Two of my favorites for spelling acuity are (spoiler ahead) “cornucopia” and “verbiage.” Google is the tie breaker. Type a word that is even close to what you are trying to spell and Google will likely ask if you really meant another word, and that other word is often the word you were trying to spell to begin with.

Some words are challenging to spell because they are unusual, do not follow the normal “rules, and are therefore not used often. Others are so often mispronounced that they become difficult to spell. “Cornucopia” and “verbiage” are great examples of both.

But with auto-correct, is spelling still relevant? You bet it is! The most obvious reason is that a word might be spelled correctly but might be the wrong word entirely. Just as AI generated writing must be proofed, spelling cannot be taken for granted. I know when I write, and I write a lot, I am into a flow. I write as if I’m speaking and then proof it to make the changes so that it reads well. And more importantly, I want to be certain that the writing says what I want to be saying. A substitution of words can change meaning entirely. It is hard to apologize for calling someone an “ass” when you meant to say they are an “ace.” No red line under either.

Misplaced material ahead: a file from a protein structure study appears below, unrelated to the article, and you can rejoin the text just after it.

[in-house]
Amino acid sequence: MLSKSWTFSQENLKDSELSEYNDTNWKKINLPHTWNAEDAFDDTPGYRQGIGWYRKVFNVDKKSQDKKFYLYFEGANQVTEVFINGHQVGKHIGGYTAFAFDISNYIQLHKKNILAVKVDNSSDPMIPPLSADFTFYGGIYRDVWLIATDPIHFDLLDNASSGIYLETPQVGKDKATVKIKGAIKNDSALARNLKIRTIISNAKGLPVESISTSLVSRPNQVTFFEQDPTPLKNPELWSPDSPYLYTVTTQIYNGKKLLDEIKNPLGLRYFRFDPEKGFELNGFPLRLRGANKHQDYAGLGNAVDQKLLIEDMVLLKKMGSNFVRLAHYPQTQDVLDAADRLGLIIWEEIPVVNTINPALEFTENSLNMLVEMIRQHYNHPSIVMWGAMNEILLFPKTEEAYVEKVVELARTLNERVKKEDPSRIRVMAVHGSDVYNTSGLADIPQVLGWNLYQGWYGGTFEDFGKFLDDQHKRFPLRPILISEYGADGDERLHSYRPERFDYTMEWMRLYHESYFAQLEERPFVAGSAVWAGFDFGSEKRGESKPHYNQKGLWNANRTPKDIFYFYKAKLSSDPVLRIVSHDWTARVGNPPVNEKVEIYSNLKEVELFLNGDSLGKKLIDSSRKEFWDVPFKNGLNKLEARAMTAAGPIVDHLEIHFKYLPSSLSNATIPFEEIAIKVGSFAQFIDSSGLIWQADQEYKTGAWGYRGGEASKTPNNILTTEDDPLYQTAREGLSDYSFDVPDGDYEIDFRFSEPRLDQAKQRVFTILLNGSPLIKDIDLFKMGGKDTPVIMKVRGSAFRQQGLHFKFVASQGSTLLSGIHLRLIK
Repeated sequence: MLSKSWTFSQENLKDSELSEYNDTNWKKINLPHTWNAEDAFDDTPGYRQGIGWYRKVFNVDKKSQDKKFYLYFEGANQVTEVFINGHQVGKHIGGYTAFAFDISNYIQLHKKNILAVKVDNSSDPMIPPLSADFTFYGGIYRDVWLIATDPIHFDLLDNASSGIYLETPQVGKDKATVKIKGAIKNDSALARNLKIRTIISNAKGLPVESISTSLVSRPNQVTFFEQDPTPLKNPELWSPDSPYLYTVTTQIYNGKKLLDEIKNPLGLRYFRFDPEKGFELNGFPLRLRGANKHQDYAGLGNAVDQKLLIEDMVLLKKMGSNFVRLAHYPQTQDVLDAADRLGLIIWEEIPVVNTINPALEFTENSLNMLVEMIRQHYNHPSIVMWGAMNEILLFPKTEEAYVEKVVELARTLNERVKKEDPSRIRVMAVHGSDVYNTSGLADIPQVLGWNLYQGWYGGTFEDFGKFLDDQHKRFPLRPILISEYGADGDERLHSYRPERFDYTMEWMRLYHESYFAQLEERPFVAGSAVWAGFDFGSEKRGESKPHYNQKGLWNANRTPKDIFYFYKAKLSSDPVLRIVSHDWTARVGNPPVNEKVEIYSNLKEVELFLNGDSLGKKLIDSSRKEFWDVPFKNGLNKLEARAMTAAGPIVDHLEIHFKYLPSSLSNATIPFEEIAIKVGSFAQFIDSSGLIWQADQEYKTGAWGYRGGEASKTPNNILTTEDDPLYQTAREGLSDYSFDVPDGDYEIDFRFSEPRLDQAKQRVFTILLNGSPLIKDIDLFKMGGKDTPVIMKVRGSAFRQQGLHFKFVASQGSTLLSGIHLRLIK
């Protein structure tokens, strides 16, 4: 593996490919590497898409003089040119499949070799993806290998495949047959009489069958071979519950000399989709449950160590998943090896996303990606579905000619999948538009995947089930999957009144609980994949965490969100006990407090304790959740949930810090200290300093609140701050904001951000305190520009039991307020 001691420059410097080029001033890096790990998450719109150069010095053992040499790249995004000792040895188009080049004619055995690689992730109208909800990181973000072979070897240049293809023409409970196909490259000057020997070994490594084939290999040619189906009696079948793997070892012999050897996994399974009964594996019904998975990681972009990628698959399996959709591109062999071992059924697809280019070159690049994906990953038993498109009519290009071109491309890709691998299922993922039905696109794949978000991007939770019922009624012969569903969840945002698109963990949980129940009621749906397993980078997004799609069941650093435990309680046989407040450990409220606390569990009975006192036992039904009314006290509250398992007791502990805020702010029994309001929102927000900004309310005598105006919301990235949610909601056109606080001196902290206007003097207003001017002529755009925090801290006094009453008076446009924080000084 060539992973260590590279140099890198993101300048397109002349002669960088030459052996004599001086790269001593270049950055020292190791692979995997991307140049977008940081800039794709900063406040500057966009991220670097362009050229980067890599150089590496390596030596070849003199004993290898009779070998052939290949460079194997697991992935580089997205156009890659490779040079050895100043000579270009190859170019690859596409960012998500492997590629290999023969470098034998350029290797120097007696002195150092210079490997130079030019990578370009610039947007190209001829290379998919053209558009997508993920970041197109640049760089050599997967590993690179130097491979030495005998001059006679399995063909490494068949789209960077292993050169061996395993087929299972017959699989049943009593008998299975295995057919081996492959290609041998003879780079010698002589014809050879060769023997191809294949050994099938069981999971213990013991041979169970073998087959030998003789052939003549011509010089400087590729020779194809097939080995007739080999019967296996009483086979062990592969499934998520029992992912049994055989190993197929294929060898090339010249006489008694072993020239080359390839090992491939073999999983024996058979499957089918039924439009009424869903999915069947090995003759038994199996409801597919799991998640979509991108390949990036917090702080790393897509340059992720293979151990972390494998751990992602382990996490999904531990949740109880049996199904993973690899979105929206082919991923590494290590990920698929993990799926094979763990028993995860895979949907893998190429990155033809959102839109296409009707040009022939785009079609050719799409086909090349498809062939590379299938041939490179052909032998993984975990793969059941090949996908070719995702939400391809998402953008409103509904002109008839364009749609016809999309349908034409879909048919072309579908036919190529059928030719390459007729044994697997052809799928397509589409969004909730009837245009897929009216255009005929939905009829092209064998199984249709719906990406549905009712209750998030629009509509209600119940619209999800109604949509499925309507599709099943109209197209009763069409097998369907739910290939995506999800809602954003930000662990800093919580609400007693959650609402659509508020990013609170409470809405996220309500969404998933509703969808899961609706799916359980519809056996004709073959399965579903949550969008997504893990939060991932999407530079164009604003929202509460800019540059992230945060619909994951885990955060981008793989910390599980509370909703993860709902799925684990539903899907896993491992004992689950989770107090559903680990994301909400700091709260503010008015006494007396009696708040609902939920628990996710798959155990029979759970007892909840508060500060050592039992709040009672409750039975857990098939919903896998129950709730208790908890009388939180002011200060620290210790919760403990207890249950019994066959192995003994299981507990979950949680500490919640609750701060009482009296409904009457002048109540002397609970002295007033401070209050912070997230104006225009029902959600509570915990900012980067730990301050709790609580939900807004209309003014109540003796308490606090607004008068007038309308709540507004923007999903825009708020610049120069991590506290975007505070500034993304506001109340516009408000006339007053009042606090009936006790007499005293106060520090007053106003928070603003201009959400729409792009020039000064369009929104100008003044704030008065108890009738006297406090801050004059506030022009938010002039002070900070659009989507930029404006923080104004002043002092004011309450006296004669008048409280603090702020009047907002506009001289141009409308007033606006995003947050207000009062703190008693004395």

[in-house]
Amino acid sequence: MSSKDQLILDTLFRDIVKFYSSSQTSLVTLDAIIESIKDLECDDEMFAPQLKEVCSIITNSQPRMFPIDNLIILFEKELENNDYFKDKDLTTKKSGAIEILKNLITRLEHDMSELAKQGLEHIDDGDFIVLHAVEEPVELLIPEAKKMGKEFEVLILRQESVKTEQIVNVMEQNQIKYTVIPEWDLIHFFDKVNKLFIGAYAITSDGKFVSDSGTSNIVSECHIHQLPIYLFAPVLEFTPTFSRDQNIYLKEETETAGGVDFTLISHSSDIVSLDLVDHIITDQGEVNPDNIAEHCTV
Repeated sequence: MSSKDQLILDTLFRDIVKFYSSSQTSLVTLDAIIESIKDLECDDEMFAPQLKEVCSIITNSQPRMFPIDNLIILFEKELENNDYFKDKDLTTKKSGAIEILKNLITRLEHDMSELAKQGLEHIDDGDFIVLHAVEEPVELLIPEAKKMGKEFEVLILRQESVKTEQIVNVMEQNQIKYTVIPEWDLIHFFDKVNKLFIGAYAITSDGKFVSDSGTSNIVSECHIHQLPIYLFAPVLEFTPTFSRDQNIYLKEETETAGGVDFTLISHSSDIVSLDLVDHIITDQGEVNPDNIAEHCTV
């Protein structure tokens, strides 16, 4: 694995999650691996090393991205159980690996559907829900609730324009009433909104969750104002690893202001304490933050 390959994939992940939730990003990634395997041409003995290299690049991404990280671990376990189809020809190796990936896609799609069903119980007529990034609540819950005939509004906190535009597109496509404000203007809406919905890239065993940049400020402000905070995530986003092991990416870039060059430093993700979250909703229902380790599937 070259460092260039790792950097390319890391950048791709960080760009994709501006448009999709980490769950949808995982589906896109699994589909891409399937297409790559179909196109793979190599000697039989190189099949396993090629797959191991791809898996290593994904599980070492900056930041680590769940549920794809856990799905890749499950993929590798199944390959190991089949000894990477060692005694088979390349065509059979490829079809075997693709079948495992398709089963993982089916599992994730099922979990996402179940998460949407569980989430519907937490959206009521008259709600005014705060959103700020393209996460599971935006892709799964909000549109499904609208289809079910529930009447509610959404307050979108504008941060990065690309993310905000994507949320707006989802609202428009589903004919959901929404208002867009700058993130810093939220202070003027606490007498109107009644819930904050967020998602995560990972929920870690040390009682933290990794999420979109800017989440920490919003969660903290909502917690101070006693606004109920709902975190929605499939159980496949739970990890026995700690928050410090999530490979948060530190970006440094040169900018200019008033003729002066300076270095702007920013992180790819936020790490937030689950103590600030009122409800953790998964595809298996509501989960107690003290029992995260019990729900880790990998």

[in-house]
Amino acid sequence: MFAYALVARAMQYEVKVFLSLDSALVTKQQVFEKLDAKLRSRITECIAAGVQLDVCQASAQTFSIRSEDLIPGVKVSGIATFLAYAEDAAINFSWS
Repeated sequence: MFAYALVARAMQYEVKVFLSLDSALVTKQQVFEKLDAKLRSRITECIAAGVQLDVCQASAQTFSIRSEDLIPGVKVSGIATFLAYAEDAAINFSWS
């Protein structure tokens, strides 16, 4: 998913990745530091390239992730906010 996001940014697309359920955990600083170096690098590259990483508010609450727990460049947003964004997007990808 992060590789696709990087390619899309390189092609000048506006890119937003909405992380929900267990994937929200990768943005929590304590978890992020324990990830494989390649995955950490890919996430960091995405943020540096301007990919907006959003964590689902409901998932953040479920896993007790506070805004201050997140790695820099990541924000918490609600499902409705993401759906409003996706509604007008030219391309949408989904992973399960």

Additionally, there are many words that are spelled differently, sound the same, and make the writer look under-educated if they choose the wrong option. The easiest example of this, and words commonly interchanged and misused, arguably misspelled, are “their,” “they’re,” and “there.” While all pass the spelling test, the choice of the wrong one, missed in proofing or not proofed, give the appearance of ignorance. Generally none of us want that. In Boulder, intelligence is prized! We have a population with demographics that support this thinking. While this is technically perhaps not a spelling issue, I respectfully suggest that it is a writing challenge that falls into the same general category.